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Partisan Fight Over Fed Lending Programs Escalates -- Update

12/01/2020 | 01:45pm EST

By Nick Timiraos and Kate Davidson

The Treasury Department's decision last month not to renew a suite of emergency Federal Reserve lending programs touched off a partisan fight over whether and how the Biden administration should be allowed to use the programs.

Lawmakers pressed Treasury Secretary Steven Mnuchin over his decision at a hearing Tuesday with Fed Chairman Jerome Powell before the Senate Banking Committee. It was their first joint appearance since last month's decision, which drew a rare objection from the Fed.

The Fed and Treasury had mostly collaborated smoothly over providing emergency support to financial markets until Mr. Mnuchin said on Nov. 19 that he wouldn't extend the facilities because he believed he lacked the authority to do so, a legal opinion that isn't shared by the Fed. He also said that the programs were no longer needed and that around $430 billion in unused funds would be better spent on other assistance.

"My motivation was not political. It was purely legal," Mr. Mnuchin said. "If you want to extend this, bring back legislation that would authorize me to do it."

The Fed said it would prefer the lending programs remain in place until the risks posed to the economy by the coronavirus pandemic, which has led to a new surge of infections in the U.S. and globally in recent weeks, has subsided.

"Any central banker would tell you it's premature to be pulling back support for the economy," Mr. Powell said.

Democrats see the programs as a potential tool for the Biden administration to deliver more aid to hard-hit businesses, cities and states if Congress doesn't act to approve more spending. Sen. Sherrod Brown (D., Ohio) said to Mr. Mnuchin at Tuesday's hearing, "You appear to be trying to sabotage the economy on the way out the door."

Republicans have said they are worried about relying on the central bank to deliver relief as a substitute for spending decisions that should rest with Congress. "We want to avoid morphing these programs into a mission that was never the intended purpose," said Sen. Pat Toomey (R., Pa.) in an interview Monday.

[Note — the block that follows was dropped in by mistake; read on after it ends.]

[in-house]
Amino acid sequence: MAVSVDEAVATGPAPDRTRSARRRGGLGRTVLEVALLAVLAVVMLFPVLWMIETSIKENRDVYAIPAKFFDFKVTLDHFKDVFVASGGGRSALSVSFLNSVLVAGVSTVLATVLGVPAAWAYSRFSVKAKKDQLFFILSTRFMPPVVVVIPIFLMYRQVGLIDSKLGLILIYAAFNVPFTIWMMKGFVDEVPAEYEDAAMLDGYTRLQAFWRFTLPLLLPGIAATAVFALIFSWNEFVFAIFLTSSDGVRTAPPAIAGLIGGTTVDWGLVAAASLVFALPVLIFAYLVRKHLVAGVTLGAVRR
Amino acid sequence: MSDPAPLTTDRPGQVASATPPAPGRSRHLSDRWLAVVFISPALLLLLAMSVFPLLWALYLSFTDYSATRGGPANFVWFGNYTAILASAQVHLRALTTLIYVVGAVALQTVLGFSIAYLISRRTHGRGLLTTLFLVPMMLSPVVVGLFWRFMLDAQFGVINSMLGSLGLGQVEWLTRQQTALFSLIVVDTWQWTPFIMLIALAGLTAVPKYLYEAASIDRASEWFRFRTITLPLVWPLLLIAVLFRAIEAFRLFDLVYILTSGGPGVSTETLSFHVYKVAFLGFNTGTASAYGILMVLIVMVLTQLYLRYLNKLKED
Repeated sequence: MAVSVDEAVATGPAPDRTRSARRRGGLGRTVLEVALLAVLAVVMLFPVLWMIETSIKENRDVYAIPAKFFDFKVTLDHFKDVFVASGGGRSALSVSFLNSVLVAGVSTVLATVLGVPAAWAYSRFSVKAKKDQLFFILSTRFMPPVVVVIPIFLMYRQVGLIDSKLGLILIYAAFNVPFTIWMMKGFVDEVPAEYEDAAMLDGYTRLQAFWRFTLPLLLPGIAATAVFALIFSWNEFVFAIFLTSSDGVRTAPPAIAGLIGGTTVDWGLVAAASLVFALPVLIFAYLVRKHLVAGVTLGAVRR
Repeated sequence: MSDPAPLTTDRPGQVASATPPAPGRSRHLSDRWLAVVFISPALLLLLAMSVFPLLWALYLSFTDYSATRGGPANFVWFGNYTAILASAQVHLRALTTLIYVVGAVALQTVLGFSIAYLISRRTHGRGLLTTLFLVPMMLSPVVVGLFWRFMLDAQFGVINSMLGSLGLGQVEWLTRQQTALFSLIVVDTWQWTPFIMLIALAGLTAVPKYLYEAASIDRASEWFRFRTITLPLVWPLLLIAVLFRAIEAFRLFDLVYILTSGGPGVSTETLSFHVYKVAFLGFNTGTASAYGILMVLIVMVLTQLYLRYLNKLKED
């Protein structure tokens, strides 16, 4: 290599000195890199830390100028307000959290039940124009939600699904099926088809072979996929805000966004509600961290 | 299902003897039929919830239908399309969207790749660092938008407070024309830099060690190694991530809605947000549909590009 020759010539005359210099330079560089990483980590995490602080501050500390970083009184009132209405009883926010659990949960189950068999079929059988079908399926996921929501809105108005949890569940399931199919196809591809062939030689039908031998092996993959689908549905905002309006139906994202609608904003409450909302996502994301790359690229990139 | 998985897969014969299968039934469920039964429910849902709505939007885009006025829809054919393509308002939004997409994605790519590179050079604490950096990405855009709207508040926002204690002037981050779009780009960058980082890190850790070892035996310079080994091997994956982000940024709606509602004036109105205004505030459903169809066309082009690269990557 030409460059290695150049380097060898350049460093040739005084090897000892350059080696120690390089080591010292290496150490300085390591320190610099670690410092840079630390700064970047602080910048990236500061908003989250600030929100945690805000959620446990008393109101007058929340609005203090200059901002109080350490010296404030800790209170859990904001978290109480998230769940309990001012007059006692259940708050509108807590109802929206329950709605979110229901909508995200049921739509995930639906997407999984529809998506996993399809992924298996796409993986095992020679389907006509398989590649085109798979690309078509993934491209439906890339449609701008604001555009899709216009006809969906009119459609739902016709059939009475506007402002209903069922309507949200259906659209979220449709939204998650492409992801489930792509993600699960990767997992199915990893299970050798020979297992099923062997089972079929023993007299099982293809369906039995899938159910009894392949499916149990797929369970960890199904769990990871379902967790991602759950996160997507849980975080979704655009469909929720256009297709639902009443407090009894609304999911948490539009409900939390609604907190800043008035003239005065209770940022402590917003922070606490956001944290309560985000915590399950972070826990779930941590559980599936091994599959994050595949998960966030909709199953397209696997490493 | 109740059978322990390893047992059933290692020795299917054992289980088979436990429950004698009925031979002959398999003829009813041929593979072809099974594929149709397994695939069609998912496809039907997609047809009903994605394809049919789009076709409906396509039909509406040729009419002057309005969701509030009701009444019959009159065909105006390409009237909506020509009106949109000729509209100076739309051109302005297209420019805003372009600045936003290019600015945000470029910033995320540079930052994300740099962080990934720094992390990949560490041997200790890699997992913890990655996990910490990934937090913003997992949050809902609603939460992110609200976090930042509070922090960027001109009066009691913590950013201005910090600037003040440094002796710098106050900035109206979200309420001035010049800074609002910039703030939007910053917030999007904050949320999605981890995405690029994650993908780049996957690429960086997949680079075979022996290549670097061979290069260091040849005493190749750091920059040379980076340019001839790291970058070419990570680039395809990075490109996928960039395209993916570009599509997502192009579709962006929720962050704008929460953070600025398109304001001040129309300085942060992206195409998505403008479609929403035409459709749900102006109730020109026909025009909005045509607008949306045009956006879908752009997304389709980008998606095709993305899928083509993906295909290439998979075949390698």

The Treasury and Fed launched five programs in March and April supported by $195 billion that the Treasury provided to cover losses. Congress had approved $454 billion in such funding for Mr. Mnuchin to allocate to Fed lending programs in the Cares Act pandemic relief bill in March.

Stock markets rebounded in the days after the Fed and Treasury announced the programs and staged a rapid recovery in the following months.

Lawmakers in both parties accused the other of playing politics with the programs on Tuesday. Before last month's decision by the Treasury Department, Democratic lawmakers had been wary of the discretion the Cares Act gave to Mr. Mnuchin; several of them had referred to the $454 billion as a "slush fund."

But on Tuesday, Sen. Tom Cotton (R., Ark.) said it appeared that Democrats, in decrying Mr. Mnuchin's decision, "would like to have a $454 billion slush fund" for the Biden administration.

Sen. Robert Menendez (D., N.J.,) said it wasn't until after President Trump lost his re-election bid that Republican lawmakers and the Treasury Department indicated that Mr. Mnuchin lacked the authority to extend the lending programs

"Ending these facilities is not mandated by law," Mr. Menendez said.

Meanwhile, stalled negotiations over coronavirus relief showed signs of new life Tuesday, as a bipartisan group of lawmakers unveiled a compromise proposal for around $900 billion in new spending, seeking a middle ground between Democratic and Republican leaders' stances.

Mr. Powell has said more government spending will be needed to provide a stronger and broadly shared rebound. "We can see what may be the light at the end of the tunnel with the vaccines," he said. "Some fiscal support now would really help move the economy along as well."

While the economy has rebounded more strongly than the Fed and many private forecasters anticipated, Mr. Powell said the number of Americans who had been displaced from their jobs during the pandemic still exceeded the worst levels of joblessness from the 2008 financial crisis.

"We can both acknowledge the progress and point out just how far we have left to go," he said.

Write to Nick Timiraos at nick.timiraos@wsj.com and Kate Davidson at kate.davidson@wsj.com

(END) Dow Jones Newswires

12-01-20 1344ET

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